“Capturing pro-rata” is sooooo important in early stage venture. You make 20 investments in a fund. One is going to return the entire fund. Two more are going to return it again. A few more are going to have strong outcomes and return it again. The rest are noise when it comes to fund returns (but you better not treat them like noise).
Guess what? Early stage VC is a lot like poker. You want to go all in on your best hands. And if you make a seed or Series A investment, you get something called the pro-rata right. That means you get to invest an amount in every private round going forward that allows you to keep your ownership at the current level. A pro-rata right in Facebook, Twitter, Dropbox, Airbnb, Uber, ……….. is worth a lot. And early stage investors get those rights for free in the early stage rounds.
At USV, we recognized this early on but did not know what to do about it. So we let our pro-rata rights go unused in Zynga and Twitter because we did not have the funds to take those allocations. Brad agitated about it. It bugged him. I was also unhappy about it but did not want to increase our fund size so that we could take these allocations. I strongly believe in small fund sizes. It’s a core of our strategy at USV.
So we came up with The Opportunity Fund. It’s a companion fund that is designed to “capture pro-rata” as Mark puts it. We raised our first one in late 2010 and our second one earlier this year. It has been a big success. It is now so much a core of what we do that we now raise an early stage fund and an opportunity fund as a pair. You can’t invest in one without investing in the other. They have different economics for the LPs because they require different amounts of work on our part and because we don’t want to commit to put the entire Opportunity Fund to work (we did not put the entire initial Opportunity Fund to work).
When a company hits escape velocity, the investors in the inside are the first (after the entrepreneurs) to realize it. And if you’ve watched hundreds of rockets go up in your career and dozens hit escape velocity, you start to be able to smell escape velocity coming. That means that “capturing pro-rata” is an opportunistic thing. Seeing something before others see it is one of the few legal and sustainable ways to make money that I know of in the investment business. And so having a vehicle to do this aggressively is a huge weapon in the hands of an experienced VC firm.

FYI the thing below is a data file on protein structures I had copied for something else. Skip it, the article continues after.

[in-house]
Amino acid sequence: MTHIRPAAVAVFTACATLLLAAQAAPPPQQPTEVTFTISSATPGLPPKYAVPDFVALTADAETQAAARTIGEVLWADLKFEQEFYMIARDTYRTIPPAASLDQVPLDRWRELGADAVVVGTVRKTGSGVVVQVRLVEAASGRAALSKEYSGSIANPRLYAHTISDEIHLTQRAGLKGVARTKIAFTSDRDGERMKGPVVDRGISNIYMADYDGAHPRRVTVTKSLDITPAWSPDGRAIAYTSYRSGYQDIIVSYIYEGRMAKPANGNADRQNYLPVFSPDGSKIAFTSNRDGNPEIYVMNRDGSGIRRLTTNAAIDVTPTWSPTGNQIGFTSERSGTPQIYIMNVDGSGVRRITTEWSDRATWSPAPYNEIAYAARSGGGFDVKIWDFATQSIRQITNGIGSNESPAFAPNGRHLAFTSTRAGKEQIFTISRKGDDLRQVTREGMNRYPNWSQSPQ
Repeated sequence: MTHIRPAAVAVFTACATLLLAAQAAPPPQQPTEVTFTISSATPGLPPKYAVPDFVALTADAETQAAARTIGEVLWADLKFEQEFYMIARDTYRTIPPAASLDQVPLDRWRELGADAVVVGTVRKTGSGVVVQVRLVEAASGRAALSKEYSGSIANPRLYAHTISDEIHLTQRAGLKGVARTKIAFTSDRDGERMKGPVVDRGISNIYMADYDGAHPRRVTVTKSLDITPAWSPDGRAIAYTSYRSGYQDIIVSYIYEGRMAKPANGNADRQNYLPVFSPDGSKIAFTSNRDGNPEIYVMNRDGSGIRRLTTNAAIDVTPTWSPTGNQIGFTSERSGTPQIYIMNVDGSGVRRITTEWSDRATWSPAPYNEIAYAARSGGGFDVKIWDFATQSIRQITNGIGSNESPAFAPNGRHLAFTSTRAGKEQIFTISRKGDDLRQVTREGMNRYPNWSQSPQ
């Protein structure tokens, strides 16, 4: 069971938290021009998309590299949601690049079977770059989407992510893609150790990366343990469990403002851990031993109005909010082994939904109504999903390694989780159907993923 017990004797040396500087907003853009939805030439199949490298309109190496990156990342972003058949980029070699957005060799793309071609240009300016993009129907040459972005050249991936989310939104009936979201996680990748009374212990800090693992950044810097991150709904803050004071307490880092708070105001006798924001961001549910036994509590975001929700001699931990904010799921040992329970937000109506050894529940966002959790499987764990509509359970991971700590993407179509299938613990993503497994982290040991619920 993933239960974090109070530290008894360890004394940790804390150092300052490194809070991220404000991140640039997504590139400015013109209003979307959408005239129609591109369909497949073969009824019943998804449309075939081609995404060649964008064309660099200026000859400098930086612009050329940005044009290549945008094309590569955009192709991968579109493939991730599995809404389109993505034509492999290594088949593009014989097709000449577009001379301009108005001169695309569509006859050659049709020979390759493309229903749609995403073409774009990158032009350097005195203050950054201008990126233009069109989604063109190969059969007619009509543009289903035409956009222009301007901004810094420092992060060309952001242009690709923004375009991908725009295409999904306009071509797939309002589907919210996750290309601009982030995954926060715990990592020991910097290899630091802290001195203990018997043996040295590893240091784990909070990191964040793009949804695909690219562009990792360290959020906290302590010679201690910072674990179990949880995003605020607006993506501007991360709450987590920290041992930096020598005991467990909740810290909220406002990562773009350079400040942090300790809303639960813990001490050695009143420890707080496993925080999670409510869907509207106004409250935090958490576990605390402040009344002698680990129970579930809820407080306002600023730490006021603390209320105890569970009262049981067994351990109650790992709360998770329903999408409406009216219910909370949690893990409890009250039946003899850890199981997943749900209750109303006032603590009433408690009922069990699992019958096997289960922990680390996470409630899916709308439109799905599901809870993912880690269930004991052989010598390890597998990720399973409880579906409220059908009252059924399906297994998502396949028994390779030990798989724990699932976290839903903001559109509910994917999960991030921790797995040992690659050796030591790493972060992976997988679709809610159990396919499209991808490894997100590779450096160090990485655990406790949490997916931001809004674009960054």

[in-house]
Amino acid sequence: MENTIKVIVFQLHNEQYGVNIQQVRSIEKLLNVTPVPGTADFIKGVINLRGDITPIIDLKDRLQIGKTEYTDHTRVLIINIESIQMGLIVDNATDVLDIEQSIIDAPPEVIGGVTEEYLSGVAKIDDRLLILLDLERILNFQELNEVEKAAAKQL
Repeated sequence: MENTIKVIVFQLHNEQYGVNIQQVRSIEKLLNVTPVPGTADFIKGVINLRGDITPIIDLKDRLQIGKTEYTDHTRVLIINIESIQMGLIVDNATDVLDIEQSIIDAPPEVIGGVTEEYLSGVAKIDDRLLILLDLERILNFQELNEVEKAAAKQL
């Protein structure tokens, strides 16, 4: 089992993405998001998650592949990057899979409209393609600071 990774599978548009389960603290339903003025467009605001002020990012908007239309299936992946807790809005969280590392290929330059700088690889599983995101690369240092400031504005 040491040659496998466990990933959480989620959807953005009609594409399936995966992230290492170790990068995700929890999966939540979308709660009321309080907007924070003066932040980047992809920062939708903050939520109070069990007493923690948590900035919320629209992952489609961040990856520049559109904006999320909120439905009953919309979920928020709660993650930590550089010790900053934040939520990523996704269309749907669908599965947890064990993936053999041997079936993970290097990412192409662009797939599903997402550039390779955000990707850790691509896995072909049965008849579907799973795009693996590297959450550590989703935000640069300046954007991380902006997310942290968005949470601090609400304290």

Yes it is true, as Mark points out in his post, that public market investors are also coming into the private markets in a big way to capture all of this valuation expansion that used to happen in the public markets. But they do not have the one thing that we have – the pro-rata right. And so using it becomes even more important.
I am glad that Mark took the time to write his post on this topic. It’s a big change that has happened fairly quickly in the early stage venture capital business (all post financial crisis) and the ramifications of it are important to entrepreneurs, VCs, public market investors, and LPs. I’m very pleased that USV has been early to this theme and a thought leader in it.
Boards are important. They might not do the day to day work of company building but they set the tone at the top. The group that the CEO reports to has a big impact on the CEO’s mindset which trickles down.
If you raise capital for your business you are likely to get investors on your board. If you choose well you might get some good board members that way. But you might also get indifferent or worse.
The biggest piece of advice I give to entrepreneurs on the topic of boards is to get some independent directors on their board. Ideally these would be peer CEOs who have a lot of experience building and managing companies.
Recruiting board members takes time. Most entrepreneurs prefer to recruit people who work for them and can impact the day to day effectiveness of their organizations. And so they prioritize that.
What they miss by putting off the work of adding independent directors is that they should be also investing their time in improving the effectiveness of the group they work for.
If your board is you and your cofounder(s) and some investors you have a suboptimal board structure. Do yourself a big favor and recruit a few strong and experienced independents. It is well worth the time and energy you will spend on it.
I thought I’d provide a bit of history since this was an interesting investment for us.
Back when Apple was launching its app platform in the winter of 2008, we met with Greg Yardley who had teamed up with Jesse Rohland to build an analytics service for app developers. We had known Greg from his work with Seth Goldstein at Root and we were fans. And it seemed to be a smart idea to give developers the ability to see what people were doing in their mobile apps. So we provided seed financing to Greg and Jesse along with our friends at First Round.